3. Plaintiff was not required to exhaust any administrative remedies in order to pursue her claims under Education Code § 48950 and/or 42 USC § 1983.
Neither Education Code § 48950 nor 42 USC § 1983 require administrative procedure as a condition precedent to an action or the jurisdiction of the U.S. District Court in these regards. No authority was cited nor any located with regard to any administrative process in this regard. Assuming, for the sake of argument, that administrative action was required, the hearing with the counselor occurring on February 4, 1993, the subsequent meeting involving the parents (with Mr. Lovell on the phone) the written letter by the Lovells dated February 10, 1993 and the meeting with the principal, including counsel for the Lovells on February 16, 1994 would certainly seem to be substantial compliance with any reasonable administrative process.
4. Plaintiff is entitled to recover attorneys fees and costs for prevailing as to the violation of the right of free speech.
A prevailing party, other than the United States, under 42 U.S.C. § 1983 may be awarded reasonable attorney fees as part of costs pursuant to 42 U.S.C. § 1988. The Supreme Court discussed the standards for awarding attorneys fees under § 1988 in Hensley v. Eckerhart, 461 U.S. 424, 76 L. Ed. 2d 40, 103 S. Ct. 1933 (1983). The Court clarified:
The purpose of § 1988 is to ensure "effective access to the judicial process" for persons with civil rights grievances. Accordingly, a prevailing plaintiff "should ordinarily recover an attorney's fee unless special circumstances would render such an award unjust."
461 U.S. at 429 (citations omitted).
"A prevailing party is one who has succeeded on any significant claim affording it some of the relief sought, either pendente lite or at the conclusion of the litigation." Texas State Teachers Assn. v. Garland Indep. Sch. Dist., 489 U.S. 782 at 791, 103 L. Ed. 2d 866, 109 S. Ct. 1486 (1989). Where, as here, a plaintiff prevails on only one of several claims, the inquiry is whether there has been a material alteration of the legal relationship of the parties in a manner which Congress sought to promote" by the passage of § 1988. Id. at 792. If so, the plaintiff's overall success goes to the reasonableness of the amount of attorney fees awarded, but not to the entitlement to such an award. Because the Plaintiff here has succeeded on her free speech claim, and because there are no special circumstances which would render such an award unjust, Plaintiff is entitled to attorneys fees under § 1988.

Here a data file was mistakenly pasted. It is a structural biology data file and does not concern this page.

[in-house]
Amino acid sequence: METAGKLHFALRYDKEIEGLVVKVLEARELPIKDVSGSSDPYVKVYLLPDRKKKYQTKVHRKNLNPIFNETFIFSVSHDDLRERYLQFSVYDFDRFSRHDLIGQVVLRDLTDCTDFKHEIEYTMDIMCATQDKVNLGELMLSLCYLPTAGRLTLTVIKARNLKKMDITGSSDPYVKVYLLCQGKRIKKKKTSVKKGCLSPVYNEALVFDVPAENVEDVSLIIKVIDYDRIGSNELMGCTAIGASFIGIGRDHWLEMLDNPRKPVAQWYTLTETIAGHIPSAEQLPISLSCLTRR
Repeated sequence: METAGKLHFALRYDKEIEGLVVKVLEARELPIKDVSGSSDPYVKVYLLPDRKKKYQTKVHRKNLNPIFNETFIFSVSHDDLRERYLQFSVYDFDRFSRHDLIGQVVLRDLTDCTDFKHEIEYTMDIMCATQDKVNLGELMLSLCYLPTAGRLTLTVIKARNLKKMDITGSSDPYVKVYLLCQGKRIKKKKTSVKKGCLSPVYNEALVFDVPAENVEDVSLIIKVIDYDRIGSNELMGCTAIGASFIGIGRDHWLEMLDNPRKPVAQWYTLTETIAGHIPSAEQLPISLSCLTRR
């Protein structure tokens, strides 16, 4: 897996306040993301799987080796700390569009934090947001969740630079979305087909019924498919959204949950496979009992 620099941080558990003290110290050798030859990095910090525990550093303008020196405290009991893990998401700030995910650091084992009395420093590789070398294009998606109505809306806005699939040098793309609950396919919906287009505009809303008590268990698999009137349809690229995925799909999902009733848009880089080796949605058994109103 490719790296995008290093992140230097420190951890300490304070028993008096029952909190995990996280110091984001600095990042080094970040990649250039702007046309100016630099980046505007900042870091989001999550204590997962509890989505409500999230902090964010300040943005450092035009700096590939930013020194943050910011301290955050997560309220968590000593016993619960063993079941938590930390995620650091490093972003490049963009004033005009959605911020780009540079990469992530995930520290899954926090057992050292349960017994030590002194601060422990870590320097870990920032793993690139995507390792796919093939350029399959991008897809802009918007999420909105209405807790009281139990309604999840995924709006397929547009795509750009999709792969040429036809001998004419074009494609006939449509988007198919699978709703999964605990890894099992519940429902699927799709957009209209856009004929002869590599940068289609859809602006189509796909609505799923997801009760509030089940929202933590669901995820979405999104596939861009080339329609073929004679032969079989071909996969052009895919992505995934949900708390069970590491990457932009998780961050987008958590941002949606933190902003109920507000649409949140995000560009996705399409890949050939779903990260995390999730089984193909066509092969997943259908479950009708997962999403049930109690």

Education Code § 48950 also allows a prevailing plaintiff fees in an action of this type. Those fees are within the discretion of the court. Here, having ordered fees under 42 USC § 1988, there is no need to consider the application of the Education Code in this specific regard.
By contrast to the standard for awarding attorneys fees to prevailing plaintiffs under 42 U.S.C. § 1988, "[a] prevailing defendant may recover an attorney's fee only where the suit was 'vexatious, frivolous, or brought to harass or embarrass' the defendant. Hensley, 461 U.S. at 429 (citations omitted). Despite the fact that defendants prevailed on the due process claim, the Court did not find that the Plaintiff's action relative to due process was vexatious, frivolous, or brought to harass or embarrass the defendants. As a result, prevailing law prevents an award of fees to defendants in this action.
In this action, the Plaintiff's attorneys fees and costs should be limited, as far as practicable, to the case with regard to the free speech violation. Since Plaintiff did not prevail with regard to the due process claim, fees and costs in that respect are not awardable.
WHEREFORE, judgment is ordered to be entered in favor of the Plaintiff and against Defendants on the grounds and bases stated herein. Counsel for Plaintiff is to prepare the Judgement.
Hon. ANTHONY J. BATTAGLIA
United States Magistrate Judge